Macaulay Honors College Marauders
By Mike Pascutoi
Macaulay, a team previously nationally renowned for defensive-minded play, overachiever status, and arguably the best cheer in quidditch (who doesn’t want to believe that they can fly?), is back in the show. A year removed from being a snitch grab away from qualifying for US Quidditch Cup, Macaulay impressed the Northeast with tough defense and clutch seeking. A well-earned qualification, coupled with a 12-5 record entering US Quidditch Cup 10, is a surprising turnaround for a team that lost 16 games last year.
The Marauders enter the tournament with a consistent roster without any real star player. A chaser rotation featuring former Philadelphia Honey Badger Alvin Arnold, New York Titan’s veterans Zach Diemer and Steven Ficurilli, and Chris Pinto will be able to match the aggression of opposing teams on the defensive side of the ball. However, a lack of fluid passing will force the team to adopt a more drive-heavy style of play in order to limit turnovers and fast break opportunities for opponents. With one of the hardest draws in the tournament facing Lone Star Quidditch Club, University of Miami, and Arizona State University in pool play, Macaulay will have a tough time moving beyond Day One. If Macaulay’s beaters can give seeker Abhishek Samdaria an opportunity or two with the snitch, his clutch play may help Macaulay pull an upset and sneak into bracket play.
By Mason Davis
The Warriors are a team defined by the name recognition of their leader and recent successes. Their signature win over fourth seed Michigan Quidditch Team in the round of 32 at US Quidditch Cup 9 was a hard-fought game where the physical dominance of the Michigan chasers was on full display as they scored several goals through the strength of their legs and pure will, all the while battling against a Warriors beating corps that controlled the tempo of the game. From there, the Warriors proceeded to the Round of 16, where they fell to the Los Angeles Gambits out of range.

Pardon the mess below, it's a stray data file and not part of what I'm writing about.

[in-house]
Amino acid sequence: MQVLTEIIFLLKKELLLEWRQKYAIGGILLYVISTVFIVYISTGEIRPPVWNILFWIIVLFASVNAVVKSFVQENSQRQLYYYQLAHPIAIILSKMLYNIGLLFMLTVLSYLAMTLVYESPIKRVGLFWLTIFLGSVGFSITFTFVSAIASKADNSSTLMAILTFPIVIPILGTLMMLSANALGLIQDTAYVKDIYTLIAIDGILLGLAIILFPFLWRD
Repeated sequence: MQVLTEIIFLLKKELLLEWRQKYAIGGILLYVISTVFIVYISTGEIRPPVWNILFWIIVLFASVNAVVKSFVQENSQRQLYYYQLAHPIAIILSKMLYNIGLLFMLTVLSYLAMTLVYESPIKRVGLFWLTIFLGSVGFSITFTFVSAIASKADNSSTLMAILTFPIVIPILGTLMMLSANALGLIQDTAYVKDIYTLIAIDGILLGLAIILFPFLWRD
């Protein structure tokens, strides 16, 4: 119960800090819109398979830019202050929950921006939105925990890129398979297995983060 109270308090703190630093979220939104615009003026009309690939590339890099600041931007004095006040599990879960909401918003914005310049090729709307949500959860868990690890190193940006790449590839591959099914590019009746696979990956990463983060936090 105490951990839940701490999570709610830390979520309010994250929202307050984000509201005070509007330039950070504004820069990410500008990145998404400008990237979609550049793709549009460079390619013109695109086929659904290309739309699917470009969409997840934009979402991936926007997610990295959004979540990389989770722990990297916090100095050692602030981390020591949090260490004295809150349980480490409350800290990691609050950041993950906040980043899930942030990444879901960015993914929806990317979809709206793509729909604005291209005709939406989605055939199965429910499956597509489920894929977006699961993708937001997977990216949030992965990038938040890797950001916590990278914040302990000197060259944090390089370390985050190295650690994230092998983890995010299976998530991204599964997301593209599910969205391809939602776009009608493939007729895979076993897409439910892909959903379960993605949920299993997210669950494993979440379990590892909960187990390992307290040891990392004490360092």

Following last year’s success, the Warriors were a favorite to make a deep run and even win the Mid-Atlantic Regional Championship. While the results did not disappoint, their average point differential before snitch catch, number of swim games, and SWIM losses should make any viewer cautious before believing they can make a similar run this year. At the Mid-Atlantic Regional Championship, the Warriors played eight games, four in pool play and four in bracket play. In these games, they had an average pre-catch point differential of 45 points (compared to UMD: 56.25 and Rutgers: 58.3 for the same tournament), and played 5 swim games, going 3-2 in those games as they split Virginia Quidditch Club 1-1, beating the Philadelphia Honey Badgers in pool play, beating Rutgers University Quidditch in double overtime (Rutgers caught to force overtime), and losing to University of Maryland in the finals. These results show that the Warriors are a well-disciplined team that doesn’t get blown out, but also lacks the explosiveness to blow out mid-level talent – unsurprising for an experienced but not superiorly athletic community team.
Currently, the Warriors are a top–ranked team who many see as capable of another bracket run. This perception has been fueled by a few well-timed snitch pulls, such as their 13 second pull against University of Virginia in the quarterfinals of the Mid-Atlantic Regional Championship. They are overall 4 for 9 in SWIM games, constantly playing on the flip of a snitch tail. This team could make a splash, but don’t be surprised if a pull goes against them, and they find themselves against a superior team in the Round of 32, or not playing on Day Two at all.
Appalachian Apparators Quidditch
By Carrie Soukup